Use of a fixed mean and SD in classes results in the Law School's grades being “comparative,” rather than “normative.” Grades indicate how well students perform in a class compared to other students in that class. Comparative grading reduces artificial distinctions among courses. Otherwise, the same grade could mean different things in different courses or different sections of a course. For instance, an B+ might be merely an average grade in one Torts section but a high grade in another. Normalization reduces arbitrariness in grading and promotes uniform and fixed meaning.
All first year classes use a fixed mean of 81. Most upper division classes use a fixed mean of 82. The exception is for upper division classes with 8 to 30 students. In those cases, the professor can use a mean higher than 85 if the average GPA of the students in the class is higher than 85.
With the exception of Legal Research and Writing and Ethical Lawyering, all first year classes and all large upper division classes (31 or more students) use a fixed SD of 6.00. Upper division classes with 30 students or fewer are not subject to a prescribed SD: the professor can use any SD he or she wants. First year Legal Research and Writing classes use an SD between 4.00 and 6.00. Ethical Lawyering classes use an SD of 5.00.
Grading Rules for First Year Courses
All first year courses, with the exception of Legal Research and Writing and the First Year Elective--including Law and Process--(i.e., Civil Procedure, Contracts, Criminal Law, Property, and Torts) will have a mandatory mean of 81.00 and a mandatory standard deviation of 6.00. This rule applies to both the Day and the Evening Divisions, even though, with respect to the latter, some of these courses will be taken in the second year.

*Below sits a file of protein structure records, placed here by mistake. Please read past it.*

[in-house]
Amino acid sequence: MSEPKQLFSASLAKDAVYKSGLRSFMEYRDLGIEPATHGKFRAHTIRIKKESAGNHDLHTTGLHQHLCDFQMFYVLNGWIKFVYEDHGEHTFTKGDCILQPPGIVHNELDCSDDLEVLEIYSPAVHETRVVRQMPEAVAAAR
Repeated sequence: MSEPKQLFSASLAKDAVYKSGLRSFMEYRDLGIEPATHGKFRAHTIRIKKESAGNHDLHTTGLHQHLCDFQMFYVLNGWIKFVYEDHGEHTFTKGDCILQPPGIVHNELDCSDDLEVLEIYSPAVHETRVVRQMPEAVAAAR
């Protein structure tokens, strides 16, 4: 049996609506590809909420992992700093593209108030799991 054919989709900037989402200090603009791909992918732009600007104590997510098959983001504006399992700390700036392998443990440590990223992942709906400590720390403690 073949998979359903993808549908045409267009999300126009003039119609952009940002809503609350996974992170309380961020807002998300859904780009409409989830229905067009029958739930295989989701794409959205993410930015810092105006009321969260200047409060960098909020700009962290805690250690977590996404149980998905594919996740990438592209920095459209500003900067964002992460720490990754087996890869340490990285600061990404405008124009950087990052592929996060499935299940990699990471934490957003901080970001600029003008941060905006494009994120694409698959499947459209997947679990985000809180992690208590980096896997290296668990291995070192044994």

The mean for the First Year Elective, with the exception of Law and Process, will be determined based on the mean grade point average of the students enrolled in the class, as calculated using the final grades from all courses other than the elective course. There will be a mandatory standard deviation of 4.00-6.00 for the First Year Elective.
Legal Research and Writing and Law and Process will have a mandatory mean of 81.00 and a mandatory standard deviation of 4.00-6.00.
The Difference Between Raw Scores, Components and Final Grades